And so first things first, a lot of our stressors are self imposed, and so how much can I really complain about them? Secondly, yeah, when I was 25, gratefully life had given me enough evidence, or I had collected enough evidence to say, you know what? I don’t think drinking is just a fun hobby. I think I actually have a problem. Gratefully I got sober at 25. Unfortunately, and this is some of the framing you’re talking about, unfortunately, my brother passed away from his alcoholism two months into my sobriety. And talk about framing. It’s like, some people are like, oh, that’s so sad. You get sober and then your brother passes away, which is absolutely true, but it’s like, I had the mindset, I got myself sober. I’m going to help my brother get sober, and then we’re going to help anybody else that wants or needs to get sober get sober. And that’s not what life said. Life, all of a sudden, my brother passes away, and I’m like, okay. Life got me into recovery just in the nick of time so that I could give the right eulogy, I could honor my brother’s life in the right way, and that I wasn’t going to act on my addiction as a result of his passing. And gratefully, I’ve stayed sober for 14 years. But that framing of that mindset, some people had pity and victim for me. And while it was the worst, like the worst happened and terrible and sad, there was a level of gratitude for me being able to get sober beforehand so that I could properly live and live from an inspired state and carry my brother’s spirit with me throughout the rest of my life.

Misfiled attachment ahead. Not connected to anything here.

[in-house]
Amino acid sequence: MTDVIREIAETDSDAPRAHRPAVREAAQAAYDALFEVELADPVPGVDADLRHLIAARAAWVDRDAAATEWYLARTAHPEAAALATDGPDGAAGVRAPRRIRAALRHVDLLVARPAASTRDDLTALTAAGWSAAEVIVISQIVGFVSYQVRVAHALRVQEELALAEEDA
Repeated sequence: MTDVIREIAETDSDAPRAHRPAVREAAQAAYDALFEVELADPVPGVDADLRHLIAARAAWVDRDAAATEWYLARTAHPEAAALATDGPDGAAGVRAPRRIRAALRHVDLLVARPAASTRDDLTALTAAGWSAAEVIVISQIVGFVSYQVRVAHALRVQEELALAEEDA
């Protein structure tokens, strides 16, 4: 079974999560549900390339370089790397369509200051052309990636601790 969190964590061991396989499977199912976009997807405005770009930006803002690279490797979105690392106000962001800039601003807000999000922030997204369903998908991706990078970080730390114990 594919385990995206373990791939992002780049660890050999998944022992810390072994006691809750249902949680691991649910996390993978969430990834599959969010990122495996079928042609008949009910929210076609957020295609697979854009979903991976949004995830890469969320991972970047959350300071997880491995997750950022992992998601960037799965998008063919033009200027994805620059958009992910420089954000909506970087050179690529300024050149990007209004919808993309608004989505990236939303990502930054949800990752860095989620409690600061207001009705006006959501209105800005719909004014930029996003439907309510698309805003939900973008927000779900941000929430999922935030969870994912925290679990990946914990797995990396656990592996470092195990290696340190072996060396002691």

And then my near death experience was five or six years ago, coming up on six years ago, and I was doing Freediving training for, I was going to Hawaii in a month, and I wanted to, without scuba equipment, I wanted to dive down 40ft and hold my breath for a couple of minutes and hang with octopus and lobster and all this stuff. And so I was training for that. And in the pool, I went unconscious, and I was underwater for about five and a half minutes total. I could hold my breath for 3 minutes in the morning or two and a half minutes in the afternoon after coffee and movement and all that type of stuff. And I went unconscious. And they pulled me up, they did CPR, I was unconscious, I was seizing. They got me to the hospital gratefully, that was nearby. There was an off duty lifeguard that was teaching children how to swim. So sadly, I had to go back a couple of weeks later and be like, hey kids, I’m okay, like you saw something traumatic. But I went back and talked to them a couple of times.

But all of that said I was in a coma for two and a half days and in the hospital for seven. And I gratefully. Came out fine. I have less than a 1% chance of being here as I am. I had a 95, 96% chance of dying and a great chance of being a vegetable, essentially. And instead, two and a half days in a coma, I woke up and I was like, how are you guys doing? And doctors were crying, nurses were crying, my family was crying. Miracle was thrown out there a number of times from the doctors themselves.

And after being self employed for, I think, nine or ten years at that time, my mindset what I learned from that was even when I’m completely out of control, the universe, life, higher power, God, can still be supportive. Life is still supportive. And being self employed, it’s like I have to be the bookkeeper, and then I have to submit that to my CPA, and I’ve got to do my marketing, and I’ve got to do my customer service. There’s so many things I have to control that into this moment when I had no control, things were still synergistically in place that gratefully in this moment, the best worked out. And so it taught me to relax. It taught me to let go, trust the process more. Nine years being self employed and probably made me a little too uptight, and it was just a really good reset to say, okay, even when you weren’t trying to manage everything, even when you couldn’t manage everything, life still had your back. That really taught me to, again, get back in the flow of things and be of service to people and fully thrive instead of try to kind of control and manage and all that, if that makes sense.